29. September 13, Center for Infectious Disease Research and Policy – (California; National) Outbreak study details waning protection from pertussis vaccine. The Center for Infectious Disease Research and Policy reported September 13 that a detailed look at California children during the State’s large pertussis outbreak in 2010 revealed that protection from the diphtheria, tetanus, and pertussis (DTaP) vaccine wanes 5 years after children receive their last dose, which could be fueling outbreaks. The findings come on the heels of a warning earlier this summer from the Centers for Disease Control and Prevention (CDC). The agency, along with State health department partners, found an unusual illness spike in 13- and 14-year-olds in Washington, which also raised the possibility of waning pertussis (whooping cough) vaccine protection. The United States was headed toward its worst pertussis year in decades, CDC officials said in July, and two States — Washington and Colorado — have declared epidemics. Source:

 • Two colleges, in North Dakota and Texas, were evacuated and classes were cancelled after they received bomb threats September 14. – Reuters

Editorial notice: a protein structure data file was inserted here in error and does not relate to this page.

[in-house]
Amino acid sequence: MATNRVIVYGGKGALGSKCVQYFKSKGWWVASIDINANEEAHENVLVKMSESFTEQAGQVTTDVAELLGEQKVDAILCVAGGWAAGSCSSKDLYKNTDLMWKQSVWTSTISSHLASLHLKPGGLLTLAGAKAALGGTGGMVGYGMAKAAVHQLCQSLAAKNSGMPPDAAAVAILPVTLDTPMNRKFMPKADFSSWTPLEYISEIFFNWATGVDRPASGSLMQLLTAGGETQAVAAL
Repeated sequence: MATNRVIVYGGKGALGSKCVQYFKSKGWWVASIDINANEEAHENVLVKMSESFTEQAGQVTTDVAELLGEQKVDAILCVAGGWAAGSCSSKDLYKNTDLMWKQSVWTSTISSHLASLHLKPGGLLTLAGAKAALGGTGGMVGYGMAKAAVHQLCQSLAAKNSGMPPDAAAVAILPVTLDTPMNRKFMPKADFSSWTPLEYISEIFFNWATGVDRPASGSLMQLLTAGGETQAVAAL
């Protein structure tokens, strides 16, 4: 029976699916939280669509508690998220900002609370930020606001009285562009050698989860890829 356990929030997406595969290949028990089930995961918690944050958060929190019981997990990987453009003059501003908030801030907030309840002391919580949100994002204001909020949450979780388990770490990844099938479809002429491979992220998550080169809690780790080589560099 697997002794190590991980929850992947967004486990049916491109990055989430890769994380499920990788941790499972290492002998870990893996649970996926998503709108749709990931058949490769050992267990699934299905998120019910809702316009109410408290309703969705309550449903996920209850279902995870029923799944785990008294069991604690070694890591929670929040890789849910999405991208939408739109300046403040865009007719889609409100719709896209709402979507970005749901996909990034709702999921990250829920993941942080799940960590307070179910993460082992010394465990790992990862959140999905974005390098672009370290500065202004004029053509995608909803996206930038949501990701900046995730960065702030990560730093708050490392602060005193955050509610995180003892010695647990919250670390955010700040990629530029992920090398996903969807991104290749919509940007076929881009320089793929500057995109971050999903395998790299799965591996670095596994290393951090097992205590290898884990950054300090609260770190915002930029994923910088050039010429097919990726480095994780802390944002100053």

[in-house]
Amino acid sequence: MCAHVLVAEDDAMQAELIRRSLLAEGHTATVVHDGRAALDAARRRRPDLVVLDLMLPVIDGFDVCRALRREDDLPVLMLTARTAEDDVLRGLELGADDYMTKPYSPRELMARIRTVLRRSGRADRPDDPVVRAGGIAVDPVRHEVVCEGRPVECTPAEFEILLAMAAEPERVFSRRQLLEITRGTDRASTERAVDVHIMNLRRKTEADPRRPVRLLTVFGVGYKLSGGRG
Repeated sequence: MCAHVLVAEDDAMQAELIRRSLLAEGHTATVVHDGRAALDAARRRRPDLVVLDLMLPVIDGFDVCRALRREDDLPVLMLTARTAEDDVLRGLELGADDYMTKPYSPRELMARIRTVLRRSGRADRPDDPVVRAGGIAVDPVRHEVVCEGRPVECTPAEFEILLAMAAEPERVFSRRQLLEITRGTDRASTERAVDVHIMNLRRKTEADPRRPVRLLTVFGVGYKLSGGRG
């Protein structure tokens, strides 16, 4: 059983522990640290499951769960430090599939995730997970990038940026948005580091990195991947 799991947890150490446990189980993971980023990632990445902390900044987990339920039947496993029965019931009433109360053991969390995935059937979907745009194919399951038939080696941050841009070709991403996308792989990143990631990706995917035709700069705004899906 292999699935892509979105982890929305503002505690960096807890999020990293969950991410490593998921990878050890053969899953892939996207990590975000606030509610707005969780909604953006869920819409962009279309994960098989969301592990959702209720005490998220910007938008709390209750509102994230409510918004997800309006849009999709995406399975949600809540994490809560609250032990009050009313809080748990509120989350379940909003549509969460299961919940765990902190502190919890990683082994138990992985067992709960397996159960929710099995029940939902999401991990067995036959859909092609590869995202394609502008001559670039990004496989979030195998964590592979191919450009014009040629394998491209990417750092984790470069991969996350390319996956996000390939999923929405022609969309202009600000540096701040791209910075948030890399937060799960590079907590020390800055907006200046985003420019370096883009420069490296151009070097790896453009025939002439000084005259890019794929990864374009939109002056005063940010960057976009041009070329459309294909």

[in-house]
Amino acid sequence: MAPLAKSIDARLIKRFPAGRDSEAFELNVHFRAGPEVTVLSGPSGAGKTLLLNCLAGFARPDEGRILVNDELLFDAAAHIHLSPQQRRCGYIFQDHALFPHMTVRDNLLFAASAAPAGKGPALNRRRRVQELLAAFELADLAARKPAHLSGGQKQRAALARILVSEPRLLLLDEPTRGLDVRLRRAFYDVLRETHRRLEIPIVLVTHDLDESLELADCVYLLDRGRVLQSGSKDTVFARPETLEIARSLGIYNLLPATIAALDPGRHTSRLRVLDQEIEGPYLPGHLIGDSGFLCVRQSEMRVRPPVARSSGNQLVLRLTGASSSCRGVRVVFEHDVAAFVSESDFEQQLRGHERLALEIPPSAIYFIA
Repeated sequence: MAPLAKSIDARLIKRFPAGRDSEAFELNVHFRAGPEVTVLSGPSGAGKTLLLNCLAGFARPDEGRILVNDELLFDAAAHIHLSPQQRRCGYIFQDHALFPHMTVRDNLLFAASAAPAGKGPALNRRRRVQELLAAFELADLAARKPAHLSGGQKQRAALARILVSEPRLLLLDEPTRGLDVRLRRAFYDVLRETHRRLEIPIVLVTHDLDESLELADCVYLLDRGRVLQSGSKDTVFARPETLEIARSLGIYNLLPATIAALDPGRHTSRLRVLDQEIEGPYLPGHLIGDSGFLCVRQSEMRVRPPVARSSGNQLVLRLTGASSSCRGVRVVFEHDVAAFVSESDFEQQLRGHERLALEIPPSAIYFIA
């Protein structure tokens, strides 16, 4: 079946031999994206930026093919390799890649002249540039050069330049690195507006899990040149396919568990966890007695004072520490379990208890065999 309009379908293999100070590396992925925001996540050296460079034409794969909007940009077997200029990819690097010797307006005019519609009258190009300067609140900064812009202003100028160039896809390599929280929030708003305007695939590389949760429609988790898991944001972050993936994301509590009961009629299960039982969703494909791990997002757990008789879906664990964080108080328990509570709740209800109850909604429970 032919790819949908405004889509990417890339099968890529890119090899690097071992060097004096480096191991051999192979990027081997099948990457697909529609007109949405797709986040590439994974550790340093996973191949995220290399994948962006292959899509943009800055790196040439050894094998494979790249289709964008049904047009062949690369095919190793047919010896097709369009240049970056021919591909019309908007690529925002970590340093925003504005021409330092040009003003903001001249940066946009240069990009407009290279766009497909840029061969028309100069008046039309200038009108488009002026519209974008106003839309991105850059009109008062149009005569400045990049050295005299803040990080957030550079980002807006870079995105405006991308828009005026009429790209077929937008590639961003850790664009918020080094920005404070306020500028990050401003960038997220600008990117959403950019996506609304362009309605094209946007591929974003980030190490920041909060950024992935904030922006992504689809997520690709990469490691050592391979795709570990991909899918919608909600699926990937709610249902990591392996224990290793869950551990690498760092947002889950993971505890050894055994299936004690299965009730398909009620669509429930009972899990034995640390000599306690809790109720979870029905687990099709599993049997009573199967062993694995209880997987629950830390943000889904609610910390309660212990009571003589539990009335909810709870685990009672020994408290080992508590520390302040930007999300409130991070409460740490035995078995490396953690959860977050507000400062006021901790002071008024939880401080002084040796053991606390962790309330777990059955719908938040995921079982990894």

31. September 14, Reuters – (North Dakota; Texas; Indiana) Texas, North Dakota universities re-opened after bomb scares. The University of Texas at Austin allowed students back into the school’s buildings September 14 after officials earlier evacuated them due to a bomb threat called in by a man who said he was linked to al Qa’ida. Minutes after the University of Texas ordered an evacuation, North Dakota State University in Fargo issued its own warning about a bomb threat and told everyone to leave its buildings. North Dakota State was also eventually re-opened after an investigation. A third school, Valparaiso University in Valparaiso, Indiana, also issued a security warning September 14. ―An unspecific threat to campus was made through a graffiti message alluding to dangerous and criminal activity alleged to be carried out during the chapel break period on Friday,‖ said a posting on its Web site. The university said it had added additional security. Source: